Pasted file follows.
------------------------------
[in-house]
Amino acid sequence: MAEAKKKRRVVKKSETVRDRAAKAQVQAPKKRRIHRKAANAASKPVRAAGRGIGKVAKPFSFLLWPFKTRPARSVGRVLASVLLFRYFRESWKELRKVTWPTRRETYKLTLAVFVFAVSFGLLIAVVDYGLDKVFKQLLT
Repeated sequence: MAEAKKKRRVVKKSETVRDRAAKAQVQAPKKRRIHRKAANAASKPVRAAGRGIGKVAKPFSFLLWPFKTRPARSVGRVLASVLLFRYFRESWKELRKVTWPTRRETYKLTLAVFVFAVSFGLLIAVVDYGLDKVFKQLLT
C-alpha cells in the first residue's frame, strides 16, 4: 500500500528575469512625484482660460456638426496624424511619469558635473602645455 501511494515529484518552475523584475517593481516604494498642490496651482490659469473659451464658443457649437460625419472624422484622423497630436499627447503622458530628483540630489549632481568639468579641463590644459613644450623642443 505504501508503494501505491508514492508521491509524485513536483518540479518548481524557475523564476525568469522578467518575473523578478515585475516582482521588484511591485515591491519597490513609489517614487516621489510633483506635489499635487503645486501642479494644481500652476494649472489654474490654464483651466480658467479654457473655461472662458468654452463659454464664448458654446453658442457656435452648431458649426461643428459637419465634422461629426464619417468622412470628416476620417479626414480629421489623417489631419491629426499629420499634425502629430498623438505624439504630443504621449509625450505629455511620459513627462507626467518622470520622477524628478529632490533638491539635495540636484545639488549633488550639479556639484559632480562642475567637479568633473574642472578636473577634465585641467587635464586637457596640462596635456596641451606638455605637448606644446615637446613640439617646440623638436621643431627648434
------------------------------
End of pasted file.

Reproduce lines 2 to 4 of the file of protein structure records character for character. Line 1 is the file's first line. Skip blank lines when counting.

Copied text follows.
Amino acid sequence: MAEAKKKRRVVKKSETVRDRAAKAQVQAPKKRRIHRKAANAASKPVRAAGRGIGKVAKPFSFLLWPFKTRPARSVGRVLASVLLFRYFRESWKELRKVTWPTRRETYKLTLAVFVFAVSFGLLIAVVDYGLDKVFKQLLT
Repeated sequence: MAEAKKKRRVVKKSETVRDRAAKAQVQAPKKRRIHRKAANAASKPVRAAGRGIGKVAKPFSFLLWPFKTRPARSVGRVLASVLLFRYFRESWKELRKVTWPTRRETYKLTLAVFVFAVSFGLLIAVVDYGLDKVFKQLLT
C-alpha cells in the first residue's frame, strides 16, 4: 500500500528575469512625484482660460456638426496624424511619469558635473602645455 501511494515529484518552475523584475517593481516604494498642490496651482490659469473659451464658443457649437460625419472624422484622423497630436499627447503622458530628483540630489549632481568639468579641463590644459613644450623642443 505504501508503494501505491508514492508521491509524485513536483518540479518548481524557475523564476525568469522578467518575473523578478515585475516582482521588484511591485515591491519597490513609489517614487516621489510633483506635489499635487503645486501642479494644481500652476494649472489654474490654464483651466480658467479654457473655461472662458468654452463659454464664448458654446453658442457656435452648431458649426461643428459637419465634422461629426464619417468622412470628416476620417479626414480629421489623417489631419491629426499629420499634425502629430498623438505624439504630443504621449509625450505629455511620459513627462507626467518622470520622477524628478529632490533638491539635495540636484545639488549633488550639479556639484559632480562642475567637479568633473574642472578636473577634465585641467587635464586637457596640462596635456596641451606638455605637448606644446615637446613640439617646440623638436621643431627648434